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Fade on, Fade off Interior lights


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haemphyst 
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Joined: January 19, 2003
Location: Michigan, Bouvet Island
Posted: November 01, 2006 at 5:11 PM / IP Logged  
I built a couple and I couldn't come up with anything that'd do wat you wanted. PWM is what you're left with, I think.
Sorry, I've failed... Fade on, Fade off Interior lights - Page 5 -- posted image.
It all reminds me of something that Molière once said to Guy de Maupassant at a café in Vienna: "That's nice. You should write it down."
kymadan 
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Posted: November 01, 2006 at 5:28 PM / IP Logged  
You never fail.... You just found another way that wont work! Fade on, Fade off Interior lights - Page 5 -- posted image.
KPierson 
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Posted: November 01, 2006 at 6:20 PM / IP Logged  
I think I got it.  Give me a few minutes and I'll post up a drawing.  However, I cheated and expanded the list of materials availible.  All parts are availible at Radioshack, so I consider it 'basic'.
Kevin Pierson
KPierson 
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Posted: November 01, 2006 at 6:57 PM / IP Logged  

Fade on, Fade off Interior lights - Page 5 -- posted image.

Theory of operation:

When 12vdc is applied the resistor slowly charges the capacitor.  As the cap slowly charges the voltage at the resistor/capacitor junction slowly rises.  The 741 op amp is used for its super high impedance (doesn't put a load on the circuit).  The op amp is configured in a voltage follower configeration, meaning whatever voltage goes in comes out the output.  In between the output of the op amp and the feedback there is a transistor circuit that is designed to simply amplify the low current signal coming from the op amp.  With the transistors in this configuration they will amplify the current of the applied analog voltage.  Be careful and note that the emitters are drawn in a strange way (I mixed it up the first time I used that circuit).  Because the transistors are inside the feedback loop they have virtually no effect on the operation of the op amp.  What you have coming out of the op amp is a voltage that slowly rises to near battery level (it will never actually reach battery level though, one downside to the op amp) with enough current to drive your light.

So, in the end, I used an RC circuit to drive a transistorized buffer that will dim the light on.  Now, interfacing that with the rest of the circuit is going to be another challange.

Kevin Pierson
KPierson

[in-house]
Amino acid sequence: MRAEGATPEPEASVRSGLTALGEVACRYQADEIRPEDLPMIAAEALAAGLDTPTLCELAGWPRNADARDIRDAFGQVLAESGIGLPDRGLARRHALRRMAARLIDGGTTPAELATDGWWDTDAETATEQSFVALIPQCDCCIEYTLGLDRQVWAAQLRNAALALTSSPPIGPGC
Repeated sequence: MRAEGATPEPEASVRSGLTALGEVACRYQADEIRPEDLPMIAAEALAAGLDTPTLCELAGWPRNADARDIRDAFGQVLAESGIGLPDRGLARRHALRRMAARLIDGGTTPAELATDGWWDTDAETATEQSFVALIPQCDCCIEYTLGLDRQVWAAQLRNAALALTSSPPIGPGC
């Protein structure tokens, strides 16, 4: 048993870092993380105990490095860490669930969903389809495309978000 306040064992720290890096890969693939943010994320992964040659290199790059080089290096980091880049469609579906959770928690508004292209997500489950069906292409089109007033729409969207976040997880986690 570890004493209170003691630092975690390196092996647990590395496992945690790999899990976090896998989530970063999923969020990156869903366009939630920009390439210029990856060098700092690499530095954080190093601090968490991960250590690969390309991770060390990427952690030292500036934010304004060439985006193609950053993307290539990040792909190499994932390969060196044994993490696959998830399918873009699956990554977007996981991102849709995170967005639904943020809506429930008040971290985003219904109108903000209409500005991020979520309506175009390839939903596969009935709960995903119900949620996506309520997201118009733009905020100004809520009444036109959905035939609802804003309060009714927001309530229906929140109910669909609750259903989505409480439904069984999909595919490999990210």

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Posted: November 01, 2006 at 7:01 PM / IP Logged  

Oh, and I simulated this in Electronics Workbench, so it should work.

I didn't put part numbers on the transistors either, the top one is an NPN and the bottom one is a PNP.  Depending on the current requirements you could go with a 2n3904/2n3906 (if under 200mA).  Over 200mA you'll have to find bigger transistors.

Kevin Pierson
master5 
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Posted: November 01, 2006 at 8:37 PM / IP Logged  

Impressive, might actually inspire me to get the parts and try it out. Thanks

As far as mspaint I could use some colors but the diagrams would still look like stick figures, just in color. For circuits like above this is fine but I kinda like the "cartoony" looking ones for more basic stuff. I am very artistic, but can't draw that well. Perhaps something to do with being a lefty.

KPierson 
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Posted: November 01, 2006 at 9:03 PM / IP Logged  
If I had some free time I would try it out myself, but I'm super busy these days.  It would be cool if someone did test it out!  I'm sure you would need to tweet the values I gave, but they should be close enough to provide some sort of fade on (Electronic Workbench showed about 6 seconds to fully charge).
Kevin Pierson
kymadan 
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Posted: November 02, 2006 at 2:10 AM / IP Logged  

Hey guys, do you think this would work okay? I  I know it will need to be adjusted here and there, but for the most part it looks good to me. Basically, what it is supposed to do is take approximately 6 seconds to fully fade on. (Thanks KPierson for the diagram!) Then when the domelight wire ceases to  power the circuit, it will drain the 300,000 uf cap and the 220,000 uf cap, and will fade off for approximately 7 seconds. Which in turn is the fade on-fade off circuit I have been trying to figure out.

Fade on, Fade off Interior lights - Page 5 -- posted image.

Now as far as trying to get it to stay on for a couple seconds, it will do that as well approx. 4 seconds. Which will be fine. I have a switch inside the truck to keep it on longer if I need to.

master5 
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Posted: November 02, 2006 at 1:27 PM / IP Logged  

Looks good to me. There will also be a slight v-drop through the diodes barrier voltage (if I remember correct it's .7 for ge and  .3 for si) but without actually building/testing this circuit I don't have the abilty to predict the time length/brightness loss with any great accuracy.

The parts are not expensive so you might want to build it and post the results. I am curious myself.

Good luck

kymadan 
Member - Posts: 39
Member spacespace
Joined: March 25, 2006
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Posted: November 02, 2006 at 4:13 PM / IP Logged  
How about circuit boards? Anybody know of a good place to get them?
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